The Square of the Republic of Croatia
This square is the last in the arc of eight green squares that formed Lenuci’s Horseshoe.
The Croatian National Theatre is located on The Square of the Republic of Croatia. This square is the last in the arc of eight green squares that formed Lenuci’s Horseshoe, the central component of 19th century Zagreb’s urban plan. Well-known Viennese architects Ferdinand Fellner and Herman Helmer, who designed forty other European theatres, were responsible for the plans for the building, employing a rich Neo-Baroque style that was at the time thought most suitable for theatres. Officially opened in 1895, the building brings the national opera, ballet and drama companies together under a single roof. With a repertoire that ranges from classics to contemporary pieces, and with both Croatian and international works well represented, the theatre occupies a central place in the cultural life of the capital.
Placed in front of the National Theatre in 1912, the Well of Life is one of Croatian sculptor Ivan Meštrović’s most popular works. Dating from Meštrović’s youthful, playful period, it is a sensual piece of work that many believe to be among his best. It basically consists of a circular pool surrounded by a bronze frieze of intertwined nude figures. From children to loving couples and old people, the figures appear to be reaching over the lip of the fountain to scoop up the water, suggesting a universal theme of human zest for life and interdependence.
Running along the north side of the square is the main administrative building of Zagreb University. Founded in 1669, it is the oldest university in Croatia, and also one of the oldest in Europe. It currently consists of 29 faculties, three academies and one university centre.The administrative building, built in the 19th century, was originally used as a hospital, and for a time even served as a tobacco factory. In front of the entrance is Ivan Meštrović’s “History of the Croats”, a seated figure of a woman (based on the sculptor’s mother) which eloquently symbolizes the calm strength of the nation. The sculpture was placed here in 1971, and has served as a popular patriotic symbol ever since.
Occupying the west side of the square is the Museum of Arts and Crafts, founded in 1880 and one of the first institutions of its kind in Europe. It was originally charged with the cultivation of traditional crafts and their use in modern design and manufacture. As a result, the School of Decorative Arts (the present day School of Applied Arts and Design) was established next to the museum. The permanent exhibition at the museum covers three floors and presents the development of applied arts from the Gothic period right through to Art-Deco. The display includes clocks and watches, metalwork, glass, ceramics and textiles. The museum also organizes themed exhibitions about the history of design as well as contemporary art shows.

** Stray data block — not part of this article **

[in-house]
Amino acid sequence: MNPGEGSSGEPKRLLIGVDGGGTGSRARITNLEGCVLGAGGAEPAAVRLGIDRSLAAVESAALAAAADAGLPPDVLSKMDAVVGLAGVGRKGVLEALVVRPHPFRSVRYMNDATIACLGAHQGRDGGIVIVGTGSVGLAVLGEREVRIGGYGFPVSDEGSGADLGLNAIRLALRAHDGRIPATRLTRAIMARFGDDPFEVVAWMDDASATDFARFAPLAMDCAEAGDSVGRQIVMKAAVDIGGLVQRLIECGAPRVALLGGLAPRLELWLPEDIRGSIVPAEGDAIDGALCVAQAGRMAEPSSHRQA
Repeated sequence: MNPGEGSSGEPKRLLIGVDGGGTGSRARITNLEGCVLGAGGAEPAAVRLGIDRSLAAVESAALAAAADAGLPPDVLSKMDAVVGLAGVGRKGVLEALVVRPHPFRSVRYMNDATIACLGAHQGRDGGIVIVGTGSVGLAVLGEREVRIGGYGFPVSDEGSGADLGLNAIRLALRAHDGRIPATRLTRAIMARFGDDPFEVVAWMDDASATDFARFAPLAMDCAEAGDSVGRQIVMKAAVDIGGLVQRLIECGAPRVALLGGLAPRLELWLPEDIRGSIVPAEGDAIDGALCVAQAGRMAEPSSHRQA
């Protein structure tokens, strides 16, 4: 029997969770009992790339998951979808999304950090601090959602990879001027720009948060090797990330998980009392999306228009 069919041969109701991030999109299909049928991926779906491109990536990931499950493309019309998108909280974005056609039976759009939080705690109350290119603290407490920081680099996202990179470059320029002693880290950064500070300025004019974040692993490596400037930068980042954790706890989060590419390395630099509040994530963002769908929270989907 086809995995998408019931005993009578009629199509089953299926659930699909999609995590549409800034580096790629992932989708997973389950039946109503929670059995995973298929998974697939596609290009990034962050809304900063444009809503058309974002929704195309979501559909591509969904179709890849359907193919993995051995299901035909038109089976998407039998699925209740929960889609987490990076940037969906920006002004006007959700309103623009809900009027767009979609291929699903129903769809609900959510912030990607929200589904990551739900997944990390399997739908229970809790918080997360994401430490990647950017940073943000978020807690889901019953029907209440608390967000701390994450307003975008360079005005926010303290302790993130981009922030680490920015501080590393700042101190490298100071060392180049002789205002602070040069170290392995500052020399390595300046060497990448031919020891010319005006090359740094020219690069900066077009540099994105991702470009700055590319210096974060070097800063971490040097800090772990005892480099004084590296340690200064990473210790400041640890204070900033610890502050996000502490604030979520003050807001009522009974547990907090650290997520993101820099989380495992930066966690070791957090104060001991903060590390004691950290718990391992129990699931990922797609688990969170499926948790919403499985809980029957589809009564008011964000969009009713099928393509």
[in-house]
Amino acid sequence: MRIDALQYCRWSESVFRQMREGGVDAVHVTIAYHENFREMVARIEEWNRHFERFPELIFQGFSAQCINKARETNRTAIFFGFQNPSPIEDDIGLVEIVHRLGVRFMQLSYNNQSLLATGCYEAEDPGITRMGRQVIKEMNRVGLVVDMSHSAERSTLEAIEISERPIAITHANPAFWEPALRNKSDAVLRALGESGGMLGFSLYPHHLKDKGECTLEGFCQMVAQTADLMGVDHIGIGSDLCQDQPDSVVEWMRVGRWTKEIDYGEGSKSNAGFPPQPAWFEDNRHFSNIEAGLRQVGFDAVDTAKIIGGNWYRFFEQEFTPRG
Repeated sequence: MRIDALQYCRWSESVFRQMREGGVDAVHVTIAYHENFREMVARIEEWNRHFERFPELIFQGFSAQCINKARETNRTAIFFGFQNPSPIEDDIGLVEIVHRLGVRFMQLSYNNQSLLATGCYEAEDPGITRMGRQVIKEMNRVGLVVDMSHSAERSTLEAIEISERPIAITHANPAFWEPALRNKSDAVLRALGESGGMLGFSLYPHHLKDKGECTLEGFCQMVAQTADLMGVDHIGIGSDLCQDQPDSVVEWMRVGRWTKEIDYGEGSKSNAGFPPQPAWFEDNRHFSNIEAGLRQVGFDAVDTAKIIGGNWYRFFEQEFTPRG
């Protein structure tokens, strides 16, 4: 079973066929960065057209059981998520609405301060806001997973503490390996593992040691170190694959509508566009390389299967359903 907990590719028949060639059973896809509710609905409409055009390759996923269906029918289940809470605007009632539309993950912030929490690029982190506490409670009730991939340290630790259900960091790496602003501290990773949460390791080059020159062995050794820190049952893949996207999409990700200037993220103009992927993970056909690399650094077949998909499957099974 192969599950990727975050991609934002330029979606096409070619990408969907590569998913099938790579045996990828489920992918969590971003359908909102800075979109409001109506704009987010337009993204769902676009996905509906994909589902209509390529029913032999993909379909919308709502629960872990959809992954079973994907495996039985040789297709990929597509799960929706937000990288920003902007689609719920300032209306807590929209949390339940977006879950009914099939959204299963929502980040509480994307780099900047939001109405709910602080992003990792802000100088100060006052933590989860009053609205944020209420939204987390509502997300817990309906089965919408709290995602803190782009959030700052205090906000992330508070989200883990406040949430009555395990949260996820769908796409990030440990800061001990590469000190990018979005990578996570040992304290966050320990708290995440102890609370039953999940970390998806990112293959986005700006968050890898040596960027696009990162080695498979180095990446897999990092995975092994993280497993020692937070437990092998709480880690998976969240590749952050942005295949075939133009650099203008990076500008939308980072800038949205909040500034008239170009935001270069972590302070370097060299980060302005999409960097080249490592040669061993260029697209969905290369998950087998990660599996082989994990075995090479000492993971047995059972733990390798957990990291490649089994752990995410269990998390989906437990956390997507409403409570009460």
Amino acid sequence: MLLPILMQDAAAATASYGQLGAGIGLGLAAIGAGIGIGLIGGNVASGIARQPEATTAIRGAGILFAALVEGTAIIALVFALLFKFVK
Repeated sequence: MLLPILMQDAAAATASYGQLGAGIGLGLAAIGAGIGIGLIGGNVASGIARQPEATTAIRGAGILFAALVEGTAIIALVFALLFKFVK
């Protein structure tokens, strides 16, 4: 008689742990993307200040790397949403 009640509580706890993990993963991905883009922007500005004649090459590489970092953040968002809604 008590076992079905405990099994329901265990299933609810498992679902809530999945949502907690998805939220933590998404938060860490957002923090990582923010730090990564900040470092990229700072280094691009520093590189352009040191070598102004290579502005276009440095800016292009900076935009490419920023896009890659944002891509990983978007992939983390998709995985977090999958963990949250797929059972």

The theme of St George killing the dragon has been a popular motif since medieval times, symbolizing the struggle between good and evil and the victory of Christianity over paganism. This particular portrayal of the saint was produced by Austrian sculptor Anton Fernkorn. The original made its way to a noblemans palace in Vienna in 1853, although a zinc cast was brought to Zagreb. This bronze copy was placed at its current location in 1908, since when the virtuous knight has been on display killing the dragon for just over a century.
Built in the late 19th century to serve as a high school, the Neo-Renaissance palace on Roosevelt Square holds the wide-ranging collections of the Mimara Museum. The museum was founded to display the artworks donated by private collector Ante Topić Mimara, and was first opened to the public in 1987. The permanent exhibition at the museum is organized into a chronological sequence of historical periods, from the times of ancient Egypt and Greece to paintings and drawings by great masters like Raphael, Velasquez, Rubens, Rembrandt and Goya. The museum’s glass collection offers a wonderful insight into the changing artistic values of the glass-making trade over the centuries.